Review: The Cop Killers' only tape is remastered and reissued on vinyl for the first time via Ecstatic. The highly-sought after classic is described as 'an indispensable slice of '80s Europe's underground experimental rhizome', the eponymous offering was originally presented in 1982 on the legendary Trax label and featured the industrial power trio of label co-founder Vittore Baroni, with Daniele Ciullini and Brit Mark A. Phillips (Five Times of Dust). The album is a coarse blend of Italian-accented English vox with backing tracks ranging from jaunty synth figures, to cloven drum machine malfunctions and noisier wig-outs and eventually mixed on a dual cassette deck and mixer from numerous tapes in just over 90 minutes.
Review: The Serbian representative of retirement synthesiser success Abul Mogard has a new release to impart which comes forth on Walls' own label Ecstatic. As with previous Mogard releases on VCO Records, there is a quiet, slow-burning intensity to this work, gently unfurling monstrous tones in a harmonious swell that manages to be both comforting and unsettling in the same stroke. With subtle processing at the heart of his sound, Mogard once again demonstrates just how powerful the right combination of signal paths can be at evoking strong emotions, using the most glacial sonic gestures possible as a throwdown to an impatient age.
Review: Since his first ambient sketches started appearing in 2012 on the VCO Records label, we have been utterly transfixed with Abul Mogard's music. That's because it ain't no ordinary type of ambient; the enigmatic producer has a very clear sound and direction in his mind when it comes to something as abstract as this. Ecstatic herein compiles the best of his work thus far, capturing nine important and extremely alluring pieces of soundscape for the grey-scaled enthusiast. Pieces such as "Drooping Off" or "Post Crisis Remembrance" are different from each other, the former verging more towards orchestral noise and the latter a downbeat sort of melancholia, but the message is united and linear across them; it's one that evokes feelings of euphoria and perhaps even strikes a bit of fear into the heart, something that is inarguably powerful through the medium of music. Excellent and recommended.
Review: Not Glass is the debut collaboration between Ecstatic's Alessio Natalizia (Not Waving) and Dimitris Papadatos aka Jay Glass Dubs. A result of years of daily Facebook chats between the London and Athens-based artists, the 'Forma' LP is described by the label itself as 'a theatrical soundtrack', and pays tribute to Latin and Greek authors Ovid and Heraclitus. Our picks from the bunch are the evocative, ambient scenes on "Fallite Fallentes" and "Lusicrum", the haunting polyrhythmic suspense of "Dum Loquor, Hora Fugit" and the cavernous beats on the minimalist "Ut Ameris, Amabilis Esto".
Review: For the uninitiated, The Waldorf Project is an ongoing series of "immersive art experiences" produced by artist Sean Rogg that tend towards the dark, intense and shocking. While each performance is different, one constant is the woozy, unsettling and occasionally surprisingly beautiful music produced and performed by Alessio Natalizia AKA Not Waving. In total, Natalizia recorded over 20 hours worth of music for the project between 2013 and 2018, with "Futuro" bringing together some of the Italian's favourite compositions. It's mostly ambient in tone, with Natalizia sashaying between slowly unfurling, Eno-esque compositions, gloopy modular soundscapes and fizzing, cyclical sets that recall Terry Riley's synthesizer-based works. Closing cut "Emotion 7.7 Communion", a heart-aching ambient epic tinged with immeasurable sadness, is particularly potent, though the standard remains very high throughout.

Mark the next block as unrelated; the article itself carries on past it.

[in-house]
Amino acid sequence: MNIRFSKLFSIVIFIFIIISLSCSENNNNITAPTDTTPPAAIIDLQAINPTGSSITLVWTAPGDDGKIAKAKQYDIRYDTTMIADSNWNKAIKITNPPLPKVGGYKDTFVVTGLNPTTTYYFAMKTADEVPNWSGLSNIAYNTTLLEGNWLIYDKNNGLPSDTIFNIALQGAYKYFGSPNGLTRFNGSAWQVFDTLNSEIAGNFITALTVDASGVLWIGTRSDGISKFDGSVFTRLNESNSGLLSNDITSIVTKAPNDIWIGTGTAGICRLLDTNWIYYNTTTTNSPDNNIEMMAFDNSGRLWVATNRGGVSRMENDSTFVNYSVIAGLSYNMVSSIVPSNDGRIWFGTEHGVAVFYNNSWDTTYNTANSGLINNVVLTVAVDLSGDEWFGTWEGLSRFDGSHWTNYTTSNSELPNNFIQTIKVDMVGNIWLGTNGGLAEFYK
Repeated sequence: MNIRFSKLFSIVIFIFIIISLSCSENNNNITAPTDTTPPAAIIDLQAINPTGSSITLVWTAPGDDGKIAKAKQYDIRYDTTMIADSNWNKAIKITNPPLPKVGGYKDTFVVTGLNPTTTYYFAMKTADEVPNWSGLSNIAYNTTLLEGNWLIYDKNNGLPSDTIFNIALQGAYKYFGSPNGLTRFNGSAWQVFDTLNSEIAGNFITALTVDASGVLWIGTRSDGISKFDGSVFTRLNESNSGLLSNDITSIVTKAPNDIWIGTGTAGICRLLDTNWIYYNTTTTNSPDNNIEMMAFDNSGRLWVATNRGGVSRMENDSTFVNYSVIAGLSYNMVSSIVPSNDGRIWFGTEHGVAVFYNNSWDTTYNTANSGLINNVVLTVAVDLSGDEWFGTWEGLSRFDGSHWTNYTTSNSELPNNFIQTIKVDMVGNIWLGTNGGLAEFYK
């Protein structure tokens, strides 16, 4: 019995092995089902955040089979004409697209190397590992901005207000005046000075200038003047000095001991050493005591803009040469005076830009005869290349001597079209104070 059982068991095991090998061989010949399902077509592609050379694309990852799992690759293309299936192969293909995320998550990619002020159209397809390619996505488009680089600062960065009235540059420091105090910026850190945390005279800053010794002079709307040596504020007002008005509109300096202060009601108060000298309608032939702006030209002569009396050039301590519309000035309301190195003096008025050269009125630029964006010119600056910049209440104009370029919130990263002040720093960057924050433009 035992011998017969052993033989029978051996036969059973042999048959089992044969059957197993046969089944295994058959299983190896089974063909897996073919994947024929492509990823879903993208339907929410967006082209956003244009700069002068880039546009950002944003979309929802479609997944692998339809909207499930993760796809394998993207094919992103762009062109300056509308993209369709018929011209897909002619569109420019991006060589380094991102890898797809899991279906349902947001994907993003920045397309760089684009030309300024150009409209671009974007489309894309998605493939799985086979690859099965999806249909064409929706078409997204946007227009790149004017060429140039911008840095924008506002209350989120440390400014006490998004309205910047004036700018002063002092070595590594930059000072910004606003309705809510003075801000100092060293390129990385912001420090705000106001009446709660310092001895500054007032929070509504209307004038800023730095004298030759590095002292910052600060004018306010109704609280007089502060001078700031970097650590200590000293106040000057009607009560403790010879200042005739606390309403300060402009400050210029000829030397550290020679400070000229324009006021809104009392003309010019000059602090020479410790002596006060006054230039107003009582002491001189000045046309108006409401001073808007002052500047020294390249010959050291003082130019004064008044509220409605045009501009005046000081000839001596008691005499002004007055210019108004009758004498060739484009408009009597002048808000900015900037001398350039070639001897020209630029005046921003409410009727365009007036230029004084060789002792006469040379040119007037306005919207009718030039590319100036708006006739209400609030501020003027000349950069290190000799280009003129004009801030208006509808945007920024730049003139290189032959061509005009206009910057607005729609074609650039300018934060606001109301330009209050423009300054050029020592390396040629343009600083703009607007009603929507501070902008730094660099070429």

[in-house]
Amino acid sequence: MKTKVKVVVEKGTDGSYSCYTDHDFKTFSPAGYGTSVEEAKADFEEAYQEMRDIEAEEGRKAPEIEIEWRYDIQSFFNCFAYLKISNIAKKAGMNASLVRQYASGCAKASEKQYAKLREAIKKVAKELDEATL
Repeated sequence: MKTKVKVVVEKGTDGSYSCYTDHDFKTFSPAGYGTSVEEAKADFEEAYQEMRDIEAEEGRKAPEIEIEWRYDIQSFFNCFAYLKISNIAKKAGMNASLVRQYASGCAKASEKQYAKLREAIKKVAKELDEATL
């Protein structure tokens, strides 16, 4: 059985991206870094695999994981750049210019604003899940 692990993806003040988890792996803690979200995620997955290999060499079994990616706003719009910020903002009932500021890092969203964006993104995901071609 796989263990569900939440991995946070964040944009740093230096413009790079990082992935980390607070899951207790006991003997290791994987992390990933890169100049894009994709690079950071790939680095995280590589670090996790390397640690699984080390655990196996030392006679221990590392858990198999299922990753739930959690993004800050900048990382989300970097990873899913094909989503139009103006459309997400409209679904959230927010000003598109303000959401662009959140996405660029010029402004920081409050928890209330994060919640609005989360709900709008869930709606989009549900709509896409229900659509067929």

Review: As this collection on Ale Natalizia's Ecstatic proves, Gavin Russom's experiments with the far out reaches of electronic music dates back to the mid-'90s. Russom is perhaps best placed to explain the context: "Arriving in New York City I found myself surrounded by an incredibly intense field of stuff to take in; late night radio mixes which featured distinctly New York sounds like freestyle and hip hop, clubs where house, techno and jungle played to drugged-out and/or completely sober sweaty crowds and beard scratchers alike, no wave, new wave, disco, afro-Caribbean, art rock and experimental music records I would pick up at thrift shops or used record stores." This is clearly heard throughout Source Cognitive Eyes, a compilation of sonic sketches recorded between 1996 and 1998 which waves no faithfulness to any one genre of style. Instead, Russom paints a wild and distorted picture, one that has been replicated these days through labels like LIES or The Trilogy Tapes. This is cutting-edge gear for the time it was recorded, and it's no surprise that it is only now that Russom has been brave enough to resurrect the tapes.